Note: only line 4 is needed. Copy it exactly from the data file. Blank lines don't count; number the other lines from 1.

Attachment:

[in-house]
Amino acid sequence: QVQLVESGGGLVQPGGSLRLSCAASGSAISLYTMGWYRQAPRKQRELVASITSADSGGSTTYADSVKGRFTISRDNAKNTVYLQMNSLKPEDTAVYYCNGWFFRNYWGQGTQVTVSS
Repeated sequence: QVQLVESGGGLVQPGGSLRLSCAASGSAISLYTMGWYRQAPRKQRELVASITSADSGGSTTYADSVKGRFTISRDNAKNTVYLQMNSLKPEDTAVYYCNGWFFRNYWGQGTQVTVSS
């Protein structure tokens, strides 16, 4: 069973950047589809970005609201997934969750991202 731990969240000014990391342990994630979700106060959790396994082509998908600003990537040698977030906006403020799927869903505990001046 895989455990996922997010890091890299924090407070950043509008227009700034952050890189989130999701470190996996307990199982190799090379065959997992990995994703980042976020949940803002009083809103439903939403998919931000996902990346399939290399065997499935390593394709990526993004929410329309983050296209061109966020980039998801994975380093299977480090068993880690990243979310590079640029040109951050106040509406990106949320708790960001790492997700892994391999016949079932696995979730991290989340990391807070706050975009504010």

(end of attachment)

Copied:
């Protein structure tokens, strides 16, 4: 069973950047589809970005609201997934969750991202 731990969240000014990391342990994630979700106060959790396994082509998908600003990537040698977030906006403020799927869903505990001046 895989455990996922997010890091890299924090407070950043509008227009700034952050890189989130999701470190996996307990199982190799090379065959997992990995994703980042976020949940803002009083809103439903939403998919931000996902990346399939290399065997499935390593394709990526993004929410329309983050296209061109966020980039998801994975380093299977480090068993880690990243979310590079640029040109951050106040509406990106949320708790960001790492997700892994391999016949079932696995979730991290989340990391807070706050975009504010």